Chimpanzees are our closest living relatives, sharing more than 98 percent of our genetic blueprint. Humans and chimps are also thought to share a common ancestor who lived some four to eight million years ago. The characteristic chimpanzee shape includes arms that extend beyond the knees, opposable thumbs, and a prominent mouth. The skin on the face, ears, palms, and soles of the feet is bare, and the rest of the body is covered with brown to black hair.
Chimpanzees usually move on the ground, although during the day they mostly stay in trees, where they also sleep in makeshift nests made with vegetation. This species walks “on all four”, but individuals can also walk on their legs for more than a kilometer. Young individuals sometimes swing from branch to branch.
Chimpanzees have already disappeared from 4 African countries, and are nearing extinction in many others. Deforestation and commercial hunting for bush meat are taking a terrible toll on most populations.
Communication, behavior, diet, and tool use varies between chimpanzee communities.
The differences between communities are sometimes so profound that researchers have determined that chimpanzees have what amounts to cultural differences. Just as a person in the US differs culturally from a person in Japan, for example, so does a Chimpanzee in Gombe, Tanzania differ culturally from a chimp in Tai Forest, Ivory Coast.
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Chimpanzees are complex, intelligent, fascinating beings who have captured the imagination of humans for centuries. They are our cousins, like us in so many way, and are sadly being threatened on all sides by human encroachment in the wild and exploitation in captivity. It will take a concerted effort to ensure their continued survival in the forests of Africa into the future and Uganda Chimpanzee Tracking one of the ways we contribute to preserving these primates
Chimpanzees live in social communities of several dozen animals, and can habituate themselves to African rain forests, woodlands, and grasslands. Although they normally walk on all fours (knuckle-walking), chimpanzees can stand and walk upright. By swinging from branch to branch they can also move quite efficiently in the trees, where they do most of their eating. Chimpanzees usually sleep in the trees as well, employing nests of leaves.
Chimpanzees communicate with each other through a complex system of vocalizations, gestures, body postures and facial expressions. They can communicate with each other even over long distances with loud calls called pant-hoots, or by drumming the buttresses of trees.
They say hello to each other by panting, indicate displeasure by grunting and flicking their wrists at the one who has offended them, laugh while playing and tickling, stand their hair up on end when they are nervous, and scream when they are angry and upset. From fear and anger to joy or excitement – chimpanzees make it pretty clear what they are feeling.
Chimpanzees spend a large part of their day looking for food and eating, but they do not wander aimlessly through the forest hoping to bump into food. They know where they are going and remember from year to year where food is located and when a particular fruit is ripe.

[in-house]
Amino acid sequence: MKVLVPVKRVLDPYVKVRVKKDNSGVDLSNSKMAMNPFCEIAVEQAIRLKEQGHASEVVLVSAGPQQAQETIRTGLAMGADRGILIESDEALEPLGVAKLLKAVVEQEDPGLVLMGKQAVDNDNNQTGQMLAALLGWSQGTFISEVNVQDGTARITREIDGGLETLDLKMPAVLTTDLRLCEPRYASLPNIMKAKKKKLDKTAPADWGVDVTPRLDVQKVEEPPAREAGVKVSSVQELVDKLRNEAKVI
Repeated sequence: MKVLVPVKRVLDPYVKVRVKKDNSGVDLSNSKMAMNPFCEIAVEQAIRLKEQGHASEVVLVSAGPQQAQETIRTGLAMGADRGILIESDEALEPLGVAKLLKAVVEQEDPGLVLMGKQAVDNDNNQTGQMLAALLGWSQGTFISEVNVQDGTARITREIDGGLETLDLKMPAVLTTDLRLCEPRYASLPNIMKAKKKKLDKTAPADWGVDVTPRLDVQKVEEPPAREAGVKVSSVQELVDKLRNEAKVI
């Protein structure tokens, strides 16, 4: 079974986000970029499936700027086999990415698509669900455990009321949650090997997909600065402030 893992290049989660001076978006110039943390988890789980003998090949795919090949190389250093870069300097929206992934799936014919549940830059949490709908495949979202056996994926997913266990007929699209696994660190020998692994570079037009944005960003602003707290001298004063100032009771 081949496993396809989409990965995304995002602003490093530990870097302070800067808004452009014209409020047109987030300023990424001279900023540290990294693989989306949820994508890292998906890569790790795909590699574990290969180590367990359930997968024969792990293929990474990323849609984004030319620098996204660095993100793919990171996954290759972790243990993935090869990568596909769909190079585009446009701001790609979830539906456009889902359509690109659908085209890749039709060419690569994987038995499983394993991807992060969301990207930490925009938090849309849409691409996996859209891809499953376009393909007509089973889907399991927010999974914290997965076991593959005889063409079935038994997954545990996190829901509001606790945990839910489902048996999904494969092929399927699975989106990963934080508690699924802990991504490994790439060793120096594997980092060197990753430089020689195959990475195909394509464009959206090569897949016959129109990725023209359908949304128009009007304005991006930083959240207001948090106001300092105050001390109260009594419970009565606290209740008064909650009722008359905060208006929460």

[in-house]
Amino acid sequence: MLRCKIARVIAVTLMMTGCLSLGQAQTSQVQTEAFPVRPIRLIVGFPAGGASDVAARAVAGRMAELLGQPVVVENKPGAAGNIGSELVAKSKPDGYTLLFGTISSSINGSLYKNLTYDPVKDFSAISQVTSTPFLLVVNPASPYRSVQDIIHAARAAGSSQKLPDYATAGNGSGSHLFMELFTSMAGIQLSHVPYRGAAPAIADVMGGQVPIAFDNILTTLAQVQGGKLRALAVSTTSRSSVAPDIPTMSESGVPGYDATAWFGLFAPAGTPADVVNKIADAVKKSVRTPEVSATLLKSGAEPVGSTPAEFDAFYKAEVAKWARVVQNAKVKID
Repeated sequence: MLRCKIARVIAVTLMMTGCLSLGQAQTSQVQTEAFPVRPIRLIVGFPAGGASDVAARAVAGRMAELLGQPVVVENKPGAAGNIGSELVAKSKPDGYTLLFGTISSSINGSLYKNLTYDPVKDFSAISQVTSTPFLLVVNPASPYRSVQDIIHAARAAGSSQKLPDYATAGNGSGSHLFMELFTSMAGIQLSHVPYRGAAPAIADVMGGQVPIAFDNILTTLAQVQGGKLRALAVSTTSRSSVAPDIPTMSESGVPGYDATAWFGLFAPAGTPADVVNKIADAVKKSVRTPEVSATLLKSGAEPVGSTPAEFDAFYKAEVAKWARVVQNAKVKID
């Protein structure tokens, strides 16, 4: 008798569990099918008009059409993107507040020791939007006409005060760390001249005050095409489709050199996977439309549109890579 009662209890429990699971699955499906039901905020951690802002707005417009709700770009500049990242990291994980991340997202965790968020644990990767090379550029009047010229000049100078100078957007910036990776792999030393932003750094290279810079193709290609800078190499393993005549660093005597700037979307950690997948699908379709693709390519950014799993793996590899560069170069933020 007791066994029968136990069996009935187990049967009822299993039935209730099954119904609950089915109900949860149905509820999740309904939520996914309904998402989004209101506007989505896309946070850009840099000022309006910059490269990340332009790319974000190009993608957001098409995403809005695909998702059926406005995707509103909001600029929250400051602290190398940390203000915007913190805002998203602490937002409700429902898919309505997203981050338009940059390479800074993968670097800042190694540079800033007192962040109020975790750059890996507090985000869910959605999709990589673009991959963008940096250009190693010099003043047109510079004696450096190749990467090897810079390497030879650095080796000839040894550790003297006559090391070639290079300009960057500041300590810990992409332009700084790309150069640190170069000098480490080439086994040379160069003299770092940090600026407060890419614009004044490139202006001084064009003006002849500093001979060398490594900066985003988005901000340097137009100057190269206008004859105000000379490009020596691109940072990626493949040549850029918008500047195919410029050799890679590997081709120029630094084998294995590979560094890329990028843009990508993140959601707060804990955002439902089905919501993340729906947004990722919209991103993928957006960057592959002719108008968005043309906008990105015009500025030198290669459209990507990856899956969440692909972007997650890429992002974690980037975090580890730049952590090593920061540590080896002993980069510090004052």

Chimpanzees are omnivores and eat food items such as fruits, leaves and other plant parts, honey, insects (especially termites), and occasionally eggs and meat.
Chimpanzees eat with their hands, which they also use to throw objects at enemies and to create tools. Notably, they will poke a stick into a termite mound to feed on the insects, and crack nuts open.
The animals forage during the day for 6-8 hours, with peaks of activity in the early morning and late afternoon. Depending on the fruiting times of the plants they feed on, activities may shift seasonally.
Chimpanzees sometimes stalk, kill and eat other primates or young antelopes, and may hunt co-operatively.
Chimpanzees live in multi-male, multi-female communities. The females may mate with multiple males, and the males thus generally treat all offspring as if they were their own, since there is no way to know for sure.
Females have a bright pink bottom that signals to males when they are fertile. A female chimp will usually have her first child at around the age of 14 years old.
The gestation period is about 8.5 months, very similar to humans. The infants are dependent upon their mother for at least 5 years, and can usually live independently by age 6, but still spend considerable time with their mothers even into adulthood.
Chimps are considered adults by age 15. A female chimp will not be fertile again until her child is fully weaned, so at most, a female chimp will give birth every five years. She may have approximately 4-6 children in her lifetime.
The main threats to the chimpanzees are habitat loss and hunting for bush meat. The relative severity of these threats differs from region to region, but the two are linked.
Degradation of forests through logging, mining, farming, and other forms of land development is contributing to the decline of primate species throughout tropical Africa. Remaining habitat patches are often small and unconnected, leaving chimpanzee populations isolated.
Deforestation is most advanced in West Africa, where only remnant tracts of primary rainforest remain. The small populations of western, Nigerian, and eastern chimpanzees are primarily located in remnant forest reserves and national parks.
In many such “protected areas”, poaching for meat and live infants is common, as is unauthorized logging, mining and farming. Logging activities improve access to formerly remote forest areas, leading to increased hunting pressure.
Where to find Chimpanzees in East Africa
They can be found in Uganda Safari, D.R. Congo and Rwanda Safari. With SASO Uganda Safaris you can have the best Chimp Trekking in East Africa. We have packages tailored to offer you beyond what you expect.